Elon Musk, a charismatic entrepreneur, is nothing if not audacious. Over the past decade, he’s worked to serially reinvent the online payments, aerospace and solar power industries, and has been compared to Marvel’s Iron Man genius/zillionaire Tony Stark. As CEO of Tesla Industries, he’s now deeply involved in creating an electric car manufacturing model that bypasses the industry’s old iron-and-gasoline roots.
You’d expect the board of Tesla Industries to shape a CEO compensation plan that suits its outsized leader, and boy, did they ever. But a look at Tesla’s newly announced pay plan reveals many elements that should cause shareholders to raise their eyebrows and pause.
At first glance, the Tesla plan rewards the CEO the way most early-stage tech founders are rewarded. However, such plans are based on three to five major metrics. Musk’s comp plan is based on, and heavily weighted toward, achieving a high stock price/market cap, tied to operational metrics of revenue and profit.
Unlike some CEO pay plans, it would be tough to manipulate the numbers to boost short-term payouts. The chair of Tesla board’s compensation committee, Ira Ehrenpreis, notes the terms are a good bet for shareholders — “heads you win, tails you don’t lose.”
What’s not to love? First, the growth levels required under Musk’s pay plan are even more otherworldly that his Space X goals. Market value growth for Tesla is targeted in $50 billion increments over the next decade, reaching $650 billion — more than ten times its current value. If Musk hits the goals he will receive $55B of equity value!
“There is great shareholder risk in a comp plan heavily dependent on share price/market cap, and a company so far based more on buzz than meeting production targets.”
Musk’s payout for this insane growth would be an insane level of equity in the company. He already holds 22 percent equity ownership in Tesla, and would have an opportunity to earn an additional 12 percent over the coming decade (even if he leaves as CEO). Twenty-two percent plus 12 percent is an extraordinary amount of equity ownership for a founder. Worse, 12 percent additional equity is enormous level of dilution, and hardly shareholder friendly.
There is great shareholder risk in a comp plan heavily dependent on share price/market cap (and a company so far based more on buzz than meeting production targets). Since the stock is currently trading at a remarkably high multiple, it could easily catch a cold. If bad news like a safety, regulatory, or production issue hits, Tesla stock values could plunge like Bitcoins. This could incentivize company management to minimize any negative disclosures.
This “risk” matter, stoked by equity-driven incentives, is the second big problem. A bug in a software program can lead to unhappy customers, and maybe lost money. A bug in a high-tech automobile can get someone killed.
Ultimately, Tesla is an automotive company that has to produce a reliable, safe product that gets you from one point to another. What happens when its comp plan incentivizes and rewards what might be very risky behavior over time? Musk’s pay package heavily weights stock price/market cap, and an enormous quantity of equity could have that very effect.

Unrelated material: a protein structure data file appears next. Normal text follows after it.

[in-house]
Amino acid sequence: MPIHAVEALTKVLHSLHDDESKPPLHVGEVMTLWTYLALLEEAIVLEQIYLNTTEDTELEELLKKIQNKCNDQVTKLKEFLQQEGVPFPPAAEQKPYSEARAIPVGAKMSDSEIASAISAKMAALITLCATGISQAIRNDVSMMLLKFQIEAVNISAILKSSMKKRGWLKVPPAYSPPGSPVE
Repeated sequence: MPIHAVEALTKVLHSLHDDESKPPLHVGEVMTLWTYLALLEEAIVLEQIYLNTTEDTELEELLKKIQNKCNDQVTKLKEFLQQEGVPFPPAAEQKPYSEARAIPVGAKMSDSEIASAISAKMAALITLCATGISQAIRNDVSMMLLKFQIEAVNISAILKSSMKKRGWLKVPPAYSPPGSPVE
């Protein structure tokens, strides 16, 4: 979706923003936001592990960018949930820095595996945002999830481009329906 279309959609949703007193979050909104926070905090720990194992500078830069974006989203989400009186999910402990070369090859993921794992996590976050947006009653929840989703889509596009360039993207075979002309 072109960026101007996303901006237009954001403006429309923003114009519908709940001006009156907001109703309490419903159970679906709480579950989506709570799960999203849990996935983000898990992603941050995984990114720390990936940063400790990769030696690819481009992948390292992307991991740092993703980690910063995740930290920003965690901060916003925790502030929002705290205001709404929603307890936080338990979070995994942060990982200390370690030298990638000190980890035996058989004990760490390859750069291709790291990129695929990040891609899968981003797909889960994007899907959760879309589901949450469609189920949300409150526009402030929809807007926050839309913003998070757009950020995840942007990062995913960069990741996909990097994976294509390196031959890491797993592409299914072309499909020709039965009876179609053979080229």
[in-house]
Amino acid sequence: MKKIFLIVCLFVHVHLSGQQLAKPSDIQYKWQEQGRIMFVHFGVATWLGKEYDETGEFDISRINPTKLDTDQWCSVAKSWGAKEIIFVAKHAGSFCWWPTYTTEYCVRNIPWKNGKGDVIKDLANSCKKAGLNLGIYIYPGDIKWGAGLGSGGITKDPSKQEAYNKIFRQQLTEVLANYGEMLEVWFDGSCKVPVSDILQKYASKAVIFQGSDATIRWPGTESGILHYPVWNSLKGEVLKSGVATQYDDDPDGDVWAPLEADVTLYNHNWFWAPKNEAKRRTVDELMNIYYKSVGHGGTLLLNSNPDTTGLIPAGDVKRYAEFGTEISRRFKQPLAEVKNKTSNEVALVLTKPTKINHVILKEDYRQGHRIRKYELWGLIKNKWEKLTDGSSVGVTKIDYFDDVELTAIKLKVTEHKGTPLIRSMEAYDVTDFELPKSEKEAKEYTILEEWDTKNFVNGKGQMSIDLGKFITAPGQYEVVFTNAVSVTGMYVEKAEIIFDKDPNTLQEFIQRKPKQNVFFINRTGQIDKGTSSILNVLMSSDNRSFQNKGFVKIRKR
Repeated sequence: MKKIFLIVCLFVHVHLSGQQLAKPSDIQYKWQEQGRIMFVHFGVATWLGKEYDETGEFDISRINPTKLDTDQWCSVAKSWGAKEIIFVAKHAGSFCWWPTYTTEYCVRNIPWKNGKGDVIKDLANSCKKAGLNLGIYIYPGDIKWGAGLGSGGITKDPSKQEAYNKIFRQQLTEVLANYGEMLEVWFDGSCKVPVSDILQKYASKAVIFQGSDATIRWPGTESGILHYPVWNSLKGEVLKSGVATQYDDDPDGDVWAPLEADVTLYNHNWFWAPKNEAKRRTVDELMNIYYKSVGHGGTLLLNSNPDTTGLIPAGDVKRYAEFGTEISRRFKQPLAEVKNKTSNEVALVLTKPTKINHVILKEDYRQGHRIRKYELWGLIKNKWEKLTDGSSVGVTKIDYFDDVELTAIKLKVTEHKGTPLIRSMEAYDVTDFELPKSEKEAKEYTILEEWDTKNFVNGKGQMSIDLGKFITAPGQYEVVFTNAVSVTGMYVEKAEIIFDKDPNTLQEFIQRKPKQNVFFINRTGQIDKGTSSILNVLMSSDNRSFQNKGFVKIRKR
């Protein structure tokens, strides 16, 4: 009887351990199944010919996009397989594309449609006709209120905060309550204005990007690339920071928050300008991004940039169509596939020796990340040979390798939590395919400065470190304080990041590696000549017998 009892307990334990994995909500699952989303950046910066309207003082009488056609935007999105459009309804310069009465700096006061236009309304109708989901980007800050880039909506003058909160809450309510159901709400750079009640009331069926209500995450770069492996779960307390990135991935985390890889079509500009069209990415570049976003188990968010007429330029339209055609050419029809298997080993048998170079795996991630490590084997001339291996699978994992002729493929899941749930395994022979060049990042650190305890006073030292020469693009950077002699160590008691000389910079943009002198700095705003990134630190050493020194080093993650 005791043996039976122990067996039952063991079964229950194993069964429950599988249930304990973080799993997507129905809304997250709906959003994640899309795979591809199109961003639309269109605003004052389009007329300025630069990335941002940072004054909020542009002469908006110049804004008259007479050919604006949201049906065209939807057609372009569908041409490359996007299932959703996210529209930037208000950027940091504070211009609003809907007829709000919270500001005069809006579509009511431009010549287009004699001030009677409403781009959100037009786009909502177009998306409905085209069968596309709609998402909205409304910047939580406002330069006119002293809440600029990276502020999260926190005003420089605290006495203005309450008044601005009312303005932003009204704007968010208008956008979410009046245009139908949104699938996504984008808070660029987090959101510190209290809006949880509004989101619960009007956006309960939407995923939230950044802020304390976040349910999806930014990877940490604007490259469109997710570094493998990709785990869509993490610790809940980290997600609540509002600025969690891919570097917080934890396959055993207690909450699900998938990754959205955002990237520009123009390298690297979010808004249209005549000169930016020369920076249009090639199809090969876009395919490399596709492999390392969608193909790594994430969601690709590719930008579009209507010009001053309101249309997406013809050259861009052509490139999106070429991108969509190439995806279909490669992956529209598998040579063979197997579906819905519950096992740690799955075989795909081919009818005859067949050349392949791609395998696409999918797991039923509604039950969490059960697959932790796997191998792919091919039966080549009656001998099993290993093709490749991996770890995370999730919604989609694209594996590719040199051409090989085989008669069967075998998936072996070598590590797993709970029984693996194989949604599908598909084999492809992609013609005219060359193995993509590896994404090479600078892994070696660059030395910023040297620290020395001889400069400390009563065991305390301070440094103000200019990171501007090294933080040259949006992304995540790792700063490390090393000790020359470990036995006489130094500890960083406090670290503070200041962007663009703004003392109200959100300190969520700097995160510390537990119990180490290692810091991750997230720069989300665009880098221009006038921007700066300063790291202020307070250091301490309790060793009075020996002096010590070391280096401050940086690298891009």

Contrast this with the old-line automotive companies like GM, Ford and Fiat. They may not be as flashy as Tesla, but their CEO comp plans are more nuanced, and weigh additional metrics, such as market share/production, safety, and quality.
As an auto industry board member with Volvo, and public board compensation chair, I’d suggest the Tesla board add automotive peer company metrics. Further, Tesla’s comp committee should remember that how successful automakers pay their top talent (not just a fearless leader) tells their priorities. Tesla’s top-paid execs include their chief technology officer and VP of engineering. All good, but at GM, the golden pay circle includes the head of their global supply chain, and at Ford, the operational leaders for North America and Europe. This suggest Tesla views cool tech as a priority, while the traditional makers reward getting safe, practical products built on time.
Tesla has already experienced significant production issues and is unable to fulfill orders. What happens when it tries to boost production (and incentivizes it through pay) tenfold? Wouldn’t it make sense to include “meeting commitments” as one of the metrics to measure?
Keeping an inspirational CEO and leader is important, but there must be balance with the shareholders’ (and public’s) interests. Outrageous goals fueled by outrageous pay potential have historically driven outrageously high risks. I suggest that a company losing money with a share price built on future aspirations needs a balanced reward system. Take into consideration not only how early stage tech companies reward founders, but how public companies reward their leaders for the long-term interest of their shareholders. A software crash is a far different thing from one with an auto.